Life As The Witch – Life Is Messy: Clean It Up

Celtic Comments & Graphics

Life Is Messy: Clean It Up

Once in a while, after you have cast a spell or curse psychic residue might linger and on occasion actually get on you.  While the symptoms vary from person to person, it’s usually the blah’s that hit first. Sometimes there’s nothing more than that, but occasionally other aggravations will come to call. Common side effects include minor bouts of depression, a sudden inability to concentrate, or a state of complete and utter non-productiveness. And if you begin to experience any of those, the only solution is to get that junk off of you immediately. If you don’t, I can nearly guarantee time spent in bed nursing a cold, the flu or worse.

Fortunately, the remedy is painless, tasteless, pleasurable, and inexpensive. It involves nothing more than taking a bath. And since you probably already take a shower or bath at least once every day, nothing could be easier.

Granted, this isn’t exactly your normal sort of bath, as you’ll need to be clean before you jump in. It’s also going to be necessary to completely immerse yourself in the water several times, hair and all. And because your skin and hair must be allowed to dry naturally, you won’t be able to towel off. When compared to the possibility of having to ingest some foul-tasting medicinal concoction though, that’s a pretty small price to pay–especially considering how much better you’re going to feel.

There are several different types of baths that will handle the problem quickly and efficiently and I have posted those baths to follow. Each works equally well, so just choose the one that most appeals to you and call it good. You’ll be glad you did.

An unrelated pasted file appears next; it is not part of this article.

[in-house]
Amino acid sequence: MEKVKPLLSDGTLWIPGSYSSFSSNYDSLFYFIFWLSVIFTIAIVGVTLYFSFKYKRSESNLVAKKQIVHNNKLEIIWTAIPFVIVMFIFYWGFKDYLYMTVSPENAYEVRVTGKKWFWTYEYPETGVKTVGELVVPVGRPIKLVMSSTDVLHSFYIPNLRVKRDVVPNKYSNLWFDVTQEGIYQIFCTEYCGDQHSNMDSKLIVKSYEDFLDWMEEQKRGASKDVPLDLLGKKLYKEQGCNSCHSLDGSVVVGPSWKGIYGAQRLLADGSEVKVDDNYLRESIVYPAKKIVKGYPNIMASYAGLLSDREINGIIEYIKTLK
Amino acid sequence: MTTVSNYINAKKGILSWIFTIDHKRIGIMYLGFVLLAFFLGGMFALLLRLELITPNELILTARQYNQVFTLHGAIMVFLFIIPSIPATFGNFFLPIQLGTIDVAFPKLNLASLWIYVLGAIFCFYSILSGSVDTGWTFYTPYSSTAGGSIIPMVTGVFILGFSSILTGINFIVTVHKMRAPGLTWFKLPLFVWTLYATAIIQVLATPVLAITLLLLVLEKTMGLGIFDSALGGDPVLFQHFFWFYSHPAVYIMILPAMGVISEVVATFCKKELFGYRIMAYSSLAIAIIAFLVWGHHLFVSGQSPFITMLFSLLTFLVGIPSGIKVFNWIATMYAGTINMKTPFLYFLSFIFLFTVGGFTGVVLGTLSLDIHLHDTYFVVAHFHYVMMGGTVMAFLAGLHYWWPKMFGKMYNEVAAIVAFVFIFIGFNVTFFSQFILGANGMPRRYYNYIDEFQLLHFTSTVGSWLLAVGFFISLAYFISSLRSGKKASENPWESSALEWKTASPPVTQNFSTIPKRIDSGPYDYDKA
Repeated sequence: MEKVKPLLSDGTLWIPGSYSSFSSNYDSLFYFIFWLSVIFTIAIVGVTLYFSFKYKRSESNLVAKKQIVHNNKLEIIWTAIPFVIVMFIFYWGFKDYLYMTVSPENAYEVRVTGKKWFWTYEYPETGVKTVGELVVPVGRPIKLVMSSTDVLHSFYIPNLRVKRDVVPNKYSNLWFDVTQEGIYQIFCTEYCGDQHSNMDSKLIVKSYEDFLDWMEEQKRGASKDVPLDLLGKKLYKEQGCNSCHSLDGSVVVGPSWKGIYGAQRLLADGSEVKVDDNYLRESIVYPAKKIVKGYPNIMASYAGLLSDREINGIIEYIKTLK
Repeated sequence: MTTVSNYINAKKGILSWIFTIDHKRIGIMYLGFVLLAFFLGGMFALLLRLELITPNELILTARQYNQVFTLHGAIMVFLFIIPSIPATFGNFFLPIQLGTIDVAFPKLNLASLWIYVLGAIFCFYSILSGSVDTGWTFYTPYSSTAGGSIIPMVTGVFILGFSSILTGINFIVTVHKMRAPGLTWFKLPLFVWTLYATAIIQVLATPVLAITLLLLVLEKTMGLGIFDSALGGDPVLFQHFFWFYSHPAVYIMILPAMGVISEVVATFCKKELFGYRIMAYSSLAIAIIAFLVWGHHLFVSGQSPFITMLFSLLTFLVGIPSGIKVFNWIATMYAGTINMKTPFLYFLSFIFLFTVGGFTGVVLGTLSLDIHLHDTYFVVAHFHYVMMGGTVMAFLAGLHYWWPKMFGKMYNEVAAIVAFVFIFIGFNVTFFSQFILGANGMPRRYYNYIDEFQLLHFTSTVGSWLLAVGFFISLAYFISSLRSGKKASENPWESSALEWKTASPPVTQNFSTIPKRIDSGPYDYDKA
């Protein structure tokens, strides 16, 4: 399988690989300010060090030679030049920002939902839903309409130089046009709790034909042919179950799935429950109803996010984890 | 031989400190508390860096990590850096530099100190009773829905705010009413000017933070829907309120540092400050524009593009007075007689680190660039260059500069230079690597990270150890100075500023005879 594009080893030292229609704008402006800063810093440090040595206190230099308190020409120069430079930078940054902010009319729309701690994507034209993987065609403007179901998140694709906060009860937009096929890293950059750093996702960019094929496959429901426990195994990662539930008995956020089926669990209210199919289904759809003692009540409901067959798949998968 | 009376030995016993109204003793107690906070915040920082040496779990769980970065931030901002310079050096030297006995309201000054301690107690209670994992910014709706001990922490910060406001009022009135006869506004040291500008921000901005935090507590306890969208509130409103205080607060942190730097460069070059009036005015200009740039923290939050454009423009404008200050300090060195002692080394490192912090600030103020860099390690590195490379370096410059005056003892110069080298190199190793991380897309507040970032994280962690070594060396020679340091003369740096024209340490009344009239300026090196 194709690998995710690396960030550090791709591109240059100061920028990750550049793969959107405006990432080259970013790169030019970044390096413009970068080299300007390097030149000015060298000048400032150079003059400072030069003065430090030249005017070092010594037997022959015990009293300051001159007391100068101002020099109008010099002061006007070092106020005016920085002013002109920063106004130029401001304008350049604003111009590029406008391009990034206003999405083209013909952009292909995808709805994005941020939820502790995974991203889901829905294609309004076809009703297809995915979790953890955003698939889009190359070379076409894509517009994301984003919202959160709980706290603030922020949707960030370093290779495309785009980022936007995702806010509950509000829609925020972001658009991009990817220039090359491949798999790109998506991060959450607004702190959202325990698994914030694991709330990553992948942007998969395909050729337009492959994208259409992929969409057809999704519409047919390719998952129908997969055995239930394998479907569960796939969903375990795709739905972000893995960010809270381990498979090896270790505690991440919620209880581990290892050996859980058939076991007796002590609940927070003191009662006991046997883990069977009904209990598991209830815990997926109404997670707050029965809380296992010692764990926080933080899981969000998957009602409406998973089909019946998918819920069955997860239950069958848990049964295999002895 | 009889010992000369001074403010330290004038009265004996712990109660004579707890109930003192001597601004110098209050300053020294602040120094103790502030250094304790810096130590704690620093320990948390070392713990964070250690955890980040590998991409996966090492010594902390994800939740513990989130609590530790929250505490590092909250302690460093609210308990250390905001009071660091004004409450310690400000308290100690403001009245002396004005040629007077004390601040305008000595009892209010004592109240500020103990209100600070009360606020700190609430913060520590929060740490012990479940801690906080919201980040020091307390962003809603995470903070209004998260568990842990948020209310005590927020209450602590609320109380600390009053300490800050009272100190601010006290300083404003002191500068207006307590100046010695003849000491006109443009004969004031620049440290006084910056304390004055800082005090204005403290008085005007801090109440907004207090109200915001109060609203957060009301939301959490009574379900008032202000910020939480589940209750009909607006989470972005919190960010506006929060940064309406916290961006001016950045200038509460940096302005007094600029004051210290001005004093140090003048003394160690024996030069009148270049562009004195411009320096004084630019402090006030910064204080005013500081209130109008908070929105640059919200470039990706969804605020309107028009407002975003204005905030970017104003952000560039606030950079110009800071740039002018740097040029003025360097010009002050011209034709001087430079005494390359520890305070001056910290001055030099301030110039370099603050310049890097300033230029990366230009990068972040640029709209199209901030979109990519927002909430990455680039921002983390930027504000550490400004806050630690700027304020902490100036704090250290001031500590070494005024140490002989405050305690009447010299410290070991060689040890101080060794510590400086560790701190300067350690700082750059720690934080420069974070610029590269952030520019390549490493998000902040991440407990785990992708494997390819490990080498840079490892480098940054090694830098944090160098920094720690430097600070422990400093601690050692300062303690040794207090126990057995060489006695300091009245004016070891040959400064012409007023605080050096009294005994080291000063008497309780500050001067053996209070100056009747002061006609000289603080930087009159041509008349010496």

Excerpts from:

Utterly Wicked, Curses, Hexes & Other Unsavory Notions
By Dorothy Morrison

Do ‘bath salts’ drive people crazy?

The unregulated ‘bath salts’ from overseas can cause the brain’s danger instinct to kick into overdrive, making the user see everything as a threat.

By Natalie Wolchover, Life’s Little Mysteries
On May 26 in Miami, a naked, “zombielike” man viciously attacked a homeless man, biting off and eating much of his face. Police shot and killed the 31-year-old attacker, Rudy Eugene, who, according to some news outlets, may have been high on “bath salts” at the time of his cannibalistic attack.

These soothing-sounding substances are not what they seem. Manufactured in China and sold legally online and in drug paraphernalia stores under misleading brand names like “Ivory Wave,” bath salts contain a bevy of newly concocted chemicals, such as methylenedioxypyrovalerone (MDPV), which aren’t yet banned by the federal government. When snorted, injected or smoked, the synthetic powders can induce a state of paranoid delirium paired with abnormal strength, a combination that often leads to horrific acts of violence.   Read More Here ……